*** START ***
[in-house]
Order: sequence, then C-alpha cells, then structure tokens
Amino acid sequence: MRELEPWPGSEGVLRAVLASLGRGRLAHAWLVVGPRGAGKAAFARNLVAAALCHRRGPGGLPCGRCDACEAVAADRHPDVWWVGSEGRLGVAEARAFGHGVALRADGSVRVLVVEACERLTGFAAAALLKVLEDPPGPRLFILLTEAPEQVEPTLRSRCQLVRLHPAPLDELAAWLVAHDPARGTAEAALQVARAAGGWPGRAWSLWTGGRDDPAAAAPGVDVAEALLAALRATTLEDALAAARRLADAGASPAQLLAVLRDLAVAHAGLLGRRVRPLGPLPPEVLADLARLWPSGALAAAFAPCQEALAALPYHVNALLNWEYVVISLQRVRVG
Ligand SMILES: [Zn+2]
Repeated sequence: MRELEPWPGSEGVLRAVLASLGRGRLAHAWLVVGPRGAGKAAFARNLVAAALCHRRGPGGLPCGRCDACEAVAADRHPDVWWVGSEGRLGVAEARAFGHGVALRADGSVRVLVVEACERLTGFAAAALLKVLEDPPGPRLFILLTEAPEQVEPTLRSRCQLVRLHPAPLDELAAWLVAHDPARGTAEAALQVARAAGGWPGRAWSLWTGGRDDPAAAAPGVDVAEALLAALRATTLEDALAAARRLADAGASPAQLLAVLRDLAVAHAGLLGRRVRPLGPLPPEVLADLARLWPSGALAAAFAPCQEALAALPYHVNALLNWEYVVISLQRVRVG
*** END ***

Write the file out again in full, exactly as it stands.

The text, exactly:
[in-house]
Order: sequence, then C-alpha cells, then structure tokens
Amino acid sequence: MRELEPWPGSEGVLRAVLASLGRGRLAHAWLVVGPRGAGKAAFARNLVAAALCHRRGPGGLPCGRCDACEAVAADRHPDVWWVGSEGRLGVAEARAFGHGVALRADGSVRVLVVEACERLTGFAAAALLKVLEDPPGPRLFILLTEAPEQVEPTLRSRCQLVRLHPAPLDELAAWLVAHDPARGTAEAALQVARAAGGWPGRAWSLWTGGRDDPAAAAPGVDVAEALLAALRATTLEDALAAARRLADAGASPAQLLAVLRDLAVAHAGLLGRRVRPLGPLPPEVLADLARLWPSGALAAAFAPCQEALAALPYHVNALLNWEYVVISLQRVRVG
Ligand SMILES: [Zn+2]
Repeated sequence: MRELEPWPGSEGVLRAVLASLGRGRLAHAWLVVGPRGAGKAAFARNLVAAALCHRRGPGGLPCGRCDACEAVAADRHPDVWWVGSEGRLGVAEARAFGHGVALRADGSVRVLVVEACERLTGFAAAALLKVLEDPPGPRLFILLTEAPEQVEPTLRSRCQLVRLHPAPLDELAAWLVAHDPARGTAEAALQVARAAGGWPGRAWSLWTGGRDDPAAAAPGVDVAEALLAALRATTLEDALAAARRLADAGASPAQLLAVLRDLAVAHAGLLGRRVRPLGPLPPEVLADLARLWPSGALAAAFAPCQEALAALPYHVNALLNWEYVVISLQRVRVG